Our visits to other places of ancient habitation, the famous ruins of Chitzen Itza, Uxmal, Tulum and Ek Balam, revealed other opportunities for us to gather in ceremony. We could easily join with the ancestral spirits on these sacred sites. By honoring and releasing any past events that blocked our personal and collective growth, we could participate in a universal dance.


The spirits of the Mayans that had created a unique calendar, and who lived with much attention to the movements of the planets and stars, were allowing us a chance to step between the worlds again, into timelessness. In these other realms we could create contemporary rituals that support our lives and those of others in the present. We had the “permission” of the ancients as well as the modern guides and stewards of the historic sites.

Dancing at Tulum

UxmalThe underlying sacred geometry of our group was the 5-pointed star (see Irish pilgrimage, 2008) and it was a reflection of heaven on earth, matching essence to form. We were co-creating the conditions for bringing soul healing, growth and protection to ourselves and our communities. As in the Celtic weaving work [see footnote*] we had an opportunity to reweave Fate and impact on the future of the planet. Jaguar at Chitzen ItzaThis is not an overstatement of the way change works. If you think of the principle of the impact of a butterfly’s wings inJapan possibly affecting energy on the other side of the world, that is close to the idea.The jaguar spirit and the butterfly were our constant companions, reminding us of soul work and potentials for personal and global transformation.

pool Log on a beach Cenote

bird and flowersWe luxuriated in the natural world of trees, flowers, birds and lizard allies, who provided movement, sound, and color to our surroundings. The food was extraordinarily fresh and yet ordinary fare for those who live among coconut and fruit trees and eat handmade tortillas every day. Yucatan shopThe present residents of the Yucatan were mostly gentle and friendly, enthusiastic and open. The expatriates we met were often women who steward places where visitors can come to appreciate life in this Mayan area of Mexico. Some of them had married into Mayan families and do not want to go back to North America’s more frantic pace. The personal stories of these marvelous women could make a whole other chapter.

Palm trees on beach Sharing on the beach in the waves

We saw warning signs of the kind of disconnected change that we had seen in Ireland; highways and resorts are being built that will take people away from the land to an existence more divorced from the earth. “Our” model of “progress” is impacting people who see television every day that tells them they are missing the lifestyle that North Americans experience. This clash of realities is inevitable and we are all part of it.

Pilgrimage brings up these difficult questions and we must bring them home to ponder whether the human spirit can successfully absorb and integrate what is viewed as progressive from another point of view.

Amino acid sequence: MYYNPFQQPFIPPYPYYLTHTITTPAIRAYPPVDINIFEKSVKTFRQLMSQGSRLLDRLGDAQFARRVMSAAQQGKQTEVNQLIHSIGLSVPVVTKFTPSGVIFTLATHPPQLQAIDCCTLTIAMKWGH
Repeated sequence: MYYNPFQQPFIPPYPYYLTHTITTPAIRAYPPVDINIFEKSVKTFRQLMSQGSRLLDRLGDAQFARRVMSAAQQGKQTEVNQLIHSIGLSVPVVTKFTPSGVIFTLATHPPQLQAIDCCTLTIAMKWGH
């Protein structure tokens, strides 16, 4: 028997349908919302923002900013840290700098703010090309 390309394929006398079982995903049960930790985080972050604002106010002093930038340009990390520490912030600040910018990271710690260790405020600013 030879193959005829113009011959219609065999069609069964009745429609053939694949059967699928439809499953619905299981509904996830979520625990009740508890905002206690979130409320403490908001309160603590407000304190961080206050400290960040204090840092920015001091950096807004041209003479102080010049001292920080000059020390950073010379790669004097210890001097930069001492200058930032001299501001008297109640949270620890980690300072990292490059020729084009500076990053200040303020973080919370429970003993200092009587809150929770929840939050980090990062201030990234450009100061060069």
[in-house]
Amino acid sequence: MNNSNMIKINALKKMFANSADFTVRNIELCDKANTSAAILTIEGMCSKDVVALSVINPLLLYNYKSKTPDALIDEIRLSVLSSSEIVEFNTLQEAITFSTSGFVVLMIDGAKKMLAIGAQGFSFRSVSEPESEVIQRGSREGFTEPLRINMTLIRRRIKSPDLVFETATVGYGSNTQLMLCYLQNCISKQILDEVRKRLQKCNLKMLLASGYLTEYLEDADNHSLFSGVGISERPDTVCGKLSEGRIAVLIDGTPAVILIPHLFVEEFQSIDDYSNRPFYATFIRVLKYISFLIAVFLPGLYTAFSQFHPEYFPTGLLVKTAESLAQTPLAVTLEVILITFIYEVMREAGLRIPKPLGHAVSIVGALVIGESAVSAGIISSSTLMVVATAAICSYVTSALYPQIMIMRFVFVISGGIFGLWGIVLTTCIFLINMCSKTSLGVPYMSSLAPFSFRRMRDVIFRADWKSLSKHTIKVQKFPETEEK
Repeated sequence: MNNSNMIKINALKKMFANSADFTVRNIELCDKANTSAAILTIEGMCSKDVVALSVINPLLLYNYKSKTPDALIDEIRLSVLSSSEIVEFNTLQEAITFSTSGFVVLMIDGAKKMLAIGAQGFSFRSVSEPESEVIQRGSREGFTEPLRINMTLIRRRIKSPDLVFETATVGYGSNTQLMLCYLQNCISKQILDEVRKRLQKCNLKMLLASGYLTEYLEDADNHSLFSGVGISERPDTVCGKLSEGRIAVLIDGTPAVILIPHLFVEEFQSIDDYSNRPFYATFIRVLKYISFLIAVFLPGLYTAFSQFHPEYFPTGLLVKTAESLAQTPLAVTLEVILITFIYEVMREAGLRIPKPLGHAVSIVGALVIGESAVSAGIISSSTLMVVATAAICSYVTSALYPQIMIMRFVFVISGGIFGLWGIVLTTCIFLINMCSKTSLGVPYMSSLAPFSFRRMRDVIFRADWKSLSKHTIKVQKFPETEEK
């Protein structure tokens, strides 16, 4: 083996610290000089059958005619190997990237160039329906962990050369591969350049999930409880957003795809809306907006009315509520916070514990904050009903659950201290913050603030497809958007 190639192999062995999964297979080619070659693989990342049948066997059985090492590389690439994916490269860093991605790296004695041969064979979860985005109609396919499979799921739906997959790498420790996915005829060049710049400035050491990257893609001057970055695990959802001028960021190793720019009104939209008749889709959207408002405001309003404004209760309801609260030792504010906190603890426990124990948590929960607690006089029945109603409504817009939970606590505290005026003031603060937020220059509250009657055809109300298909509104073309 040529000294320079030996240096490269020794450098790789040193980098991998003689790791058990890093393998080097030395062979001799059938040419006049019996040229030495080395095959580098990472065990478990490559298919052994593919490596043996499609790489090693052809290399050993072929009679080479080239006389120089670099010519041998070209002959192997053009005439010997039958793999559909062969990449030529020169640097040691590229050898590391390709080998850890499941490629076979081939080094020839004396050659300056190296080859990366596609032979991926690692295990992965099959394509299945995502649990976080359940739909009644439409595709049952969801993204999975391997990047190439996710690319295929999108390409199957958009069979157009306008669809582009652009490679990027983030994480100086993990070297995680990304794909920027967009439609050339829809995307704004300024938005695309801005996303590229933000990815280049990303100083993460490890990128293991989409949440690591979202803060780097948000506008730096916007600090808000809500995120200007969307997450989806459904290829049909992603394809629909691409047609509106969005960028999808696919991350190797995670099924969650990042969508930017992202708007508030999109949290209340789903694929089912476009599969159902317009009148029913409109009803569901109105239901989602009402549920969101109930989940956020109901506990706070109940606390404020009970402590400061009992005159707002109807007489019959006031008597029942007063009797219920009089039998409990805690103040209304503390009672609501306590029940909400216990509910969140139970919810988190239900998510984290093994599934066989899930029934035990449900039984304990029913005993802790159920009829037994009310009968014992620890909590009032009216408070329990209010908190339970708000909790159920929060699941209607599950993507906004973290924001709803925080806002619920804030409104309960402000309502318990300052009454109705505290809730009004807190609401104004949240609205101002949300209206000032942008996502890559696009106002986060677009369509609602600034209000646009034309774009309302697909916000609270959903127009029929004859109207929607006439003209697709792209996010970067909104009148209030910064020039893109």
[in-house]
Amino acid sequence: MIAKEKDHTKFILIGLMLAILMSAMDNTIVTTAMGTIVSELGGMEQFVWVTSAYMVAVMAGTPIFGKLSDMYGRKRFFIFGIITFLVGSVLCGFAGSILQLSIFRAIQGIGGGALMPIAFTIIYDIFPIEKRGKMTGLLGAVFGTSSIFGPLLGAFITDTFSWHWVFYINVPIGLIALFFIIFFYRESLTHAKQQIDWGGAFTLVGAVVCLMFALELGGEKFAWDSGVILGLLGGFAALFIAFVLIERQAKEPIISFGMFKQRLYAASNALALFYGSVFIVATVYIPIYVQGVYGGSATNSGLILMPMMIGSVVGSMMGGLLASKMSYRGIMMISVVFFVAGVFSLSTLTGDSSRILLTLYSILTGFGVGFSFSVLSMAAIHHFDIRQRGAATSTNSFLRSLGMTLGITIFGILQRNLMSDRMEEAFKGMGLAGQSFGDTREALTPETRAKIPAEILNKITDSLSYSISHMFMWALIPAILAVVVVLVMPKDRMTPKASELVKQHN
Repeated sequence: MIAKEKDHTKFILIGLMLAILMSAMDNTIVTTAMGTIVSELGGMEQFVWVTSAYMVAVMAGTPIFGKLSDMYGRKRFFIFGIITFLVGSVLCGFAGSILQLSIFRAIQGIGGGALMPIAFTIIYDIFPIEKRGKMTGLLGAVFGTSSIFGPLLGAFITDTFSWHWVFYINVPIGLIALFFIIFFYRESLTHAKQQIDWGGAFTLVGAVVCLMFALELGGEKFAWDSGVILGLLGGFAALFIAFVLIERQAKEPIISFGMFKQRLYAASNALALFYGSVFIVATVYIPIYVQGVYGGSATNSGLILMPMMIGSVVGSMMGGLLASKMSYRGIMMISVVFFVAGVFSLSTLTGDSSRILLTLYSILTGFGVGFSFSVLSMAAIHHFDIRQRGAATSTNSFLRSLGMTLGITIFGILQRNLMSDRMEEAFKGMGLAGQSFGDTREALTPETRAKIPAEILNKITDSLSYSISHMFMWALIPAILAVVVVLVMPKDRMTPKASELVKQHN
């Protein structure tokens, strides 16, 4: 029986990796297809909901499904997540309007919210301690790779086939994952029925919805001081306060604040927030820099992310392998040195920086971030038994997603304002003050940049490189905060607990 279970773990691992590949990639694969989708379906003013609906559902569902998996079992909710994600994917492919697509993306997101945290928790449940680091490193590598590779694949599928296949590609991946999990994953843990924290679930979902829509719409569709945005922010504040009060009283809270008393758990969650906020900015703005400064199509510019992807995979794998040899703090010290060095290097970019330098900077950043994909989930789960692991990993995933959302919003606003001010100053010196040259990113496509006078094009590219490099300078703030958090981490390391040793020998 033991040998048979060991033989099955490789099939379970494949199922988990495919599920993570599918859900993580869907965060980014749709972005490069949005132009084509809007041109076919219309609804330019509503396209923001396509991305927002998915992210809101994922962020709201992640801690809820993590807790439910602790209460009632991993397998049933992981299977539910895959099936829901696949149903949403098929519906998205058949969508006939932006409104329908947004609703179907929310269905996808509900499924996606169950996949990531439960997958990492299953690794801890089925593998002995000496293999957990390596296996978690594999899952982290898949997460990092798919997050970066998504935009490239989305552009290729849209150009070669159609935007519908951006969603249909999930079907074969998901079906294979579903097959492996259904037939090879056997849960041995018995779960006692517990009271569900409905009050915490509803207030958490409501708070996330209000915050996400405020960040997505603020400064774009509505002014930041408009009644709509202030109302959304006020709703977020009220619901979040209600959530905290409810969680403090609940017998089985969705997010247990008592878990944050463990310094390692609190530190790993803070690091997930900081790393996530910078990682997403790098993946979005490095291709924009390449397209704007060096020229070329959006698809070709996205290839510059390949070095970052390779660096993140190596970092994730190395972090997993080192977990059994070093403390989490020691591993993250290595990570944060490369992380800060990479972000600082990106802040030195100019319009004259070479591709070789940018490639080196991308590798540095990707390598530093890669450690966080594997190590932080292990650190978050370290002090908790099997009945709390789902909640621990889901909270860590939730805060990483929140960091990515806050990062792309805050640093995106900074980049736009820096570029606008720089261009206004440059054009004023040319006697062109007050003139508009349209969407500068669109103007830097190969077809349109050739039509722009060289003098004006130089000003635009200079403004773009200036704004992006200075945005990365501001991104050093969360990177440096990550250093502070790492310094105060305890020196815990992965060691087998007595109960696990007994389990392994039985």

Pilgrems resting in Tulum Typical street scene, Mexico Village restaurant

Maya relief carvingOn pilgrimage, we are not only looking for a past that forms a connection to our soul essence, but also a future that can support that connection. We travel in modern times and we realize how spiritually impoverished our secular society is and how much danger there is that the spiritually rich places of the earth will lose touch with the soul of the planet as well, instead of exchanging with us – more physical prosperity for them, more soul life for us. Rebalancing brings up the question of how to live in appropriate relationship with all beings.Yucatan coast aerialFrom shoreline to mountain, cenote to cave, pyramid to sandy beach, dirt roads to toll roads, we traveled the diversity of the Yucatan, passing between centuries and placing ourselves in solidarity with those in the cultures of the South, still holding the legacy of the Web of Light in these challenging times.

We pilgrims and friends gathered again Dec. 21, 2008. The alignment of the solstice with the wisdom of play of the South brought us remembrance – that we are all working toward Unity and Peace.

Nancy SherwoodHo!  

Nancy Sherwood

Of Note: There was always a medallion of Peace with us during the trip made by Pam Birdsall of Birdsall-Worthington Pottery, Mahone Bay, Nova Scotia

* Our ancestors were familiar with weaving fabric, the energetic level of Light weaving was also known as medicine in the many ancient shamanic cultures. A spider appeared again at the end of our last group circle and reminded me of why we are doing this work for the ones to follow us. The appearance of the spider, grandmother medicine and the ceremony we did with the children’s spirits in Mexico, took me back to the ceremony we did in Scotland on Holy Island. We are able to recover personal and global soul loss and to “make repairs” in the Web of Light, so that future generations may enjoy the earth. [back]